A compression spring 40 biases the hinged latch plate 34 away from vertical, e.g., towards the locked position. The compression spring 40 should be mounted between the socket body 26 and some part of the sliding part 28, thereby urging the sliding part 28 to move the hinged latch plate 34 to a locked position. In the illustrated embodiment, the compression spring 40 is sleeved over the armature 54, as already mentioned above, but a separate location is also contemplated. The sliding part 28 also includes an externally, manually actuatable, release element 42 which extends out of the socket end panel 20, through an aperture therein, at least when the locking mechanism is in the locked position, so as to allow a user to press the release element 42 and manually move the sliding part 28 against the bias of the compression spring 40 until the sliding part 28 meets an abutment 44 which arrests its inward movement at a position where the hinged latch plate 34 is in a vertical orientation. The outward movement of the sliding part 28 is limited by abutting the inner face 46 of the socket end face 18, which therefore defines the maximum angle away from vertical which the hinged latch plate 34 is able to adopt. Depressing the manual release element 42 therefore unlocks any plug 3 which is in the socket, thereby allowing it to be withdrawn, e.g., unplugged.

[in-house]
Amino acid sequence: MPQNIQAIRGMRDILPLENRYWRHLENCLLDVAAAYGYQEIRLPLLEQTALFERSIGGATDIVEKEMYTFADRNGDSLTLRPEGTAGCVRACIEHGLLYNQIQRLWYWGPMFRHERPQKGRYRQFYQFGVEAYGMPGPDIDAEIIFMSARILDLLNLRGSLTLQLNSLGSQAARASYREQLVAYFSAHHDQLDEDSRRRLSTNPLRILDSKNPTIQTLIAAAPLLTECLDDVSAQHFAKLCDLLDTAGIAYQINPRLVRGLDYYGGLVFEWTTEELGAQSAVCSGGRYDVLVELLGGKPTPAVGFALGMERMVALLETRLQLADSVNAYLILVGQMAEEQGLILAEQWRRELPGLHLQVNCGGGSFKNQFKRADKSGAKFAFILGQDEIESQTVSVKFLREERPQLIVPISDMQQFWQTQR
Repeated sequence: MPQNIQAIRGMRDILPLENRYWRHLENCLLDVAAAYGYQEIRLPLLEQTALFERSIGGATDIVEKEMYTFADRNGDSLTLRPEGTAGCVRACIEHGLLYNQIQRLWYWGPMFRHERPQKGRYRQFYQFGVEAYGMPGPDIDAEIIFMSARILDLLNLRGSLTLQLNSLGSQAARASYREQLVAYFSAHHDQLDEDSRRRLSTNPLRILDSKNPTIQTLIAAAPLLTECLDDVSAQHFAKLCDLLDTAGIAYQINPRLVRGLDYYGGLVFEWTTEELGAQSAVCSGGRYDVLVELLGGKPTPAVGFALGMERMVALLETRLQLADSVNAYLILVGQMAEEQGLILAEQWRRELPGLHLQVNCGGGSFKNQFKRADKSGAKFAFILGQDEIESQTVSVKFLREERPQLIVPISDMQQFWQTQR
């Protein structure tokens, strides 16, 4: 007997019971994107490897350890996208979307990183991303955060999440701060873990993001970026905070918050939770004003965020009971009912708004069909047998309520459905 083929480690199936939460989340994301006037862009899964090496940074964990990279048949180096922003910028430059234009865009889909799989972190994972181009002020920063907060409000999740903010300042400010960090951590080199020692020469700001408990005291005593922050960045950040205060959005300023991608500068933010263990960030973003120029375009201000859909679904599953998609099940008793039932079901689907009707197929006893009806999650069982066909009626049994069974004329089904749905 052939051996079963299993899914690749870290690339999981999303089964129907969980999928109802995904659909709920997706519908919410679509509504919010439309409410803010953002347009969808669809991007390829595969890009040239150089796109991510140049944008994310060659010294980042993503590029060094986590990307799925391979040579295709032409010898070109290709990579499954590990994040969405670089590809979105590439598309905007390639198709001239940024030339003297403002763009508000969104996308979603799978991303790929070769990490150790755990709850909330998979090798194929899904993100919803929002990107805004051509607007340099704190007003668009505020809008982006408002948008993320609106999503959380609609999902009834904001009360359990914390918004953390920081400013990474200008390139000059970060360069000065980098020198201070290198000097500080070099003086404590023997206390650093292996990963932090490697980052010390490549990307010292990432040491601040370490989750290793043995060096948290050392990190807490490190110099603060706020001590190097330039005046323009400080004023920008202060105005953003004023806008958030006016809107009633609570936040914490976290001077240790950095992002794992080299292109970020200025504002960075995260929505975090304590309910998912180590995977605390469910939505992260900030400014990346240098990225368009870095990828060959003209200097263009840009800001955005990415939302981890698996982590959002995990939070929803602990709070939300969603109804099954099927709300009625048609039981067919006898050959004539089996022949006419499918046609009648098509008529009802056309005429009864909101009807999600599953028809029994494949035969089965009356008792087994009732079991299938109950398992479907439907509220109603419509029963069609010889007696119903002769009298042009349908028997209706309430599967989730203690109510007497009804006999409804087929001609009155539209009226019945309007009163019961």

The compression spring 40 is a helical coil spring and therefore has a cylindrical free space running along its principal axis. In this cylindrical free space there is fitted the armature rod 54, so that the compression spring 40 is sleeved over it. The end of the solenoid 50 which is remote from the armature opening is arranged fixed to some part of the socket body 26. The other end of the solenoid 50, more specifically the distal end of the armature rod 54, is fixed to the sliding part 28.

When the solenoid coil 52 is energized (which is done when no power is being drawn from the socket 2 or the PDU 1 itself is not powered), the resulting electromotive force attracts the armature rod 54 into the armature opening (e.g., from left to right in FIG. 3B) and moves the sliding part 28 into the position shown in FIG. 3B. Here it is noted that the electromotive force needs to be strong enough to overcome the biasing force of the compression spring 40 which is acting in the opposite direction.